The risky Redwood's return

A concerned homeowner asked Andre for an assessment of her towering 70-foot Coastal Redwood tree. The source of her unease was clearly evident upon our arrival - This giant sentinel was dying. With no possible course of treatment to heal this once magnificent tree the homeowner’s only option was removal.


It was a very scary situation to have a Redwood tree of that size unstable and unsafe with families, children and property at such grave risk. It was also during a season of heavy inclement weather which made the situation all the more stressful for homeowners and neighbors. Since the tree was almost completely dead, a crane was necessary to safely remove it.The only practical location for crane set-up was the street which was about 180feet away from the tree. A 250-ton crane was needed to do this safely and that meant the street would have to be closed to perform the work. In addition, city traffic permits were required with engineered plans.

Strategic Plan

We worked very quickly to get the necessary city permits in place.  A professional traffic management firm was hired to implement control measures that day. We coordinated crane arrival times, along with with other heavy equipment necessary to perform this massive removal. Arbor Care teams and managers prepped for the day which included how they would creatively and safely remove the tree in sections with rigging straps provided by the crane company to preserve large sections of wood from this mature tree. Angel City Lumber was contacted to be on hand to harvest the lumber for the tree’s next life.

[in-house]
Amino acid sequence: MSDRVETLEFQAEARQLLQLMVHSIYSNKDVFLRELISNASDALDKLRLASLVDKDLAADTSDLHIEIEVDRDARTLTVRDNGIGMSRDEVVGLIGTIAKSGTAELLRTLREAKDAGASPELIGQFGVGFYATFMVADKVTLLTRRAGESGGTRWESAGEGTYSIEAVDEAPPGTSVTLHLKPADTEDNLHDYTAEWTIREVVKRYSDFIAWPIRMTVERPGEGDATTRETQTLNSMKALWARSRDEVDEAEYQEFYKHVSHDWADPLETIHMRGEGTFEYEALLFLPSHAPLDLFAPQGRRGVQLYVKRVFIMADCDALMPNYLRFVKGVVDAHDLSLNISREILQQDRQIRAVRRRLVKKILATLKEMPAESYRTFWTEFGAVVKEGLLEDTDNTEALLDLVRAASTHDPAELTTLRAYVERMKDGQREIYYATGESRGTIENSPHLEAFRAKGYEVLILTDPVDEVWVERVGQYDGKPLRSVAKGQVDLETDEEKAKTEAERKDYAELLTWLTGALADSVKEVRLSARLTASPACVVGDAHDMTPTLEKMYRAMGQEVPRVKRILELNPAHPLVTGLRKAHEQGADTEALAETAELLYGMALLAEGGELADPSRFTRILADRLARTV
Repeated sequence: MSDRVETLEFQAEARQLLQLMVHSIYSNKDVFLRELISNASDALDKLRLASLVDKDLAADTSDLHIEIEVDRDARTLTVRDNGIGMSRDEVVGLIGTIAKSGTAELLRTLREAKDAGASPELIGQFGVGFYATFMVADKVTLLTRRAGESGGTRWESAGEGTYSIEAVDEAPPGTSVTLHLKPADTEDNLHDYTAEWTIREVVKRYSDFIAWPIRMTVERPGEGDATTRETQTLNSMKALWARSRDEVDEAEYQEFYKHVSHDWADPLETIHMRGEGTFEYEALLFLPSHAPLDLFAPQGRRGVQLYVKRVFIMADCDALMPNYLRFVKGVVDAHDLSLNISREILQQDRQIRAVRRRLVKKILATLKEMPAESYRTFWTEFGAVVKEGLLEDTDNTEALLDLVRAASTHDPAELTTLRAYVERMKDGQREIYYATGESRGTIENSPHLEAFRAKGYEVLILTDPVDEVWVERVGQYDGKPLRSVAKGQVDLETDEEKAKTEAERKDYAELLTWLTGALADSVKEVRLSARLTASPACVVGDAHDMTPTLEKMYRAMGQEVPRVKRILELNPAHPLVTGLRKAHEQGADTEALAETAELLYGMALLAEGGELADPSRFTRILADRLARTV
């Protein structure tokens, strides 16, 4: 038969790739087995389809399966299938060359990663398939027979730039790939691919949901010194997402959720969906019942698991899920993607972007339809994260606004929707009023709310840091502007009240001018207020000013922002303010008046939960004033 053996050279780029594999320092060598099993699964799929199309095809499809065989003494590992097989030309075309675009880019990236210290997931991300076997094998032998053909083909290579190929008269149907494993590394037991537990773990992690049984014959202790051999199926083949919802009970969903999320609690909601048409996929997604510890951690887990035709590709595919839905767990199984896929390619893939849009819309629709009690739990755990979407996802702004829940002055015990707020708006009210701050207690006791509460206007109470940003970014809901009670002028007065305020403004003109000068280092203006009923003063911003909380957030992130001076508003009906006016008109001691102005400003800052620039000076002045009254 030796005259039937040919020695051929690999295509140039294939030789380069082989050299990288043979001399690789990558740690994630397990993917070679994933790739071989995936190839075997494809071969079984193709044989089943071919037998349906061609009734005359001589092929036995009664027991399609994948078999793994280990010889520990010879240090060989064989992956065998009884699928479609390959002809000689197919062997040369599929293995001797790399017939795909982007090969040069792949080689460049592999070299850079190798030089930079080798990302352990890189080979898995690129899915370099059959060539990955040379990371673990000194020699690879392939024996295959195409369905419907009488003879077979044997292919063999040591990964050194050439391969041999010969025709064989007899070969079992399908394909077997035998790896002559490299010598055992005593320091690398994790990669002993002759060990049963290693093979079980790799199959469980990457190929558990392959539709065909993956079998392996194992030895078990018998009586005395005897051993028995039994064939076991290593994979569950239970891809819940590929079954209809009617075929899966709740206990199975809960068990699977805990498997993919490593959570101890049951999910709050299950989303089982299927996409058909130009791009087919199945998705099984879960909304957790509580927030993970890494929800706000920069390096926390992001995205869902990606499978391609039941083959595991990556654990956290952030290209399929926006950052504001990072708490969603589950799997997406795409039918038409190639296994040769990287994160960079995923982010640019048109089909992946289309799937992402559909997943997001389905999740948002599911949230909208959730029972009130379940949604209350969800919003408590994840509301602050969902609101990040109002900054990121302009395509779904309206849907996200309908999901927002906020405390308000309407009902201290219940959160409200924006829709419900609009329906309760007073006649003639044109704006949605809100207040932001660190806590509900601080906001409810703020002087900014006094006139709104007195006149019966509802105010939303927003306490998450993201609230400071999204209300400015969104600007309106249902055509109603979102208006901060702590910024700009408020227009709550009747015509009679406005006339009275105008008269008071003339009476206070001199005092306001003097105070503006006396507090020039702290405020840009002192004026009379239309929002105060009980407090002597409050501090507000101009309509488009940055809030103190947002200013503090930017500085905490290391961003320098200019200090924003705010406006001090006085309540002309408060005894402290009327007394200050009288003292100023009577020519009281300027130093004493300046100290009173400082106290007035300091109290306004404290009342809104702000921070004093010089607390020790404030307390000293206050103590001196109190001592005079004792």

This mammoth tree was removed safely and no human injury or property damage was caused. How can we honor such a masterpiece of nature? Large log sections were successfully harvested on site and transported to a place where passionate tree people will ensure its legacy lives on. Perhaps it will be something stylish and useful like a live edge conference table at a bright-eyed LA start up where someone fresh 20 something will lean over to his team and say “let’s risk it.” Maybe something will be born there that will last as long as the tree. A story rich with meaning, that will live on, admired, and appreciated. It’s kind of a cool thing, and frankly, we love being a part of it.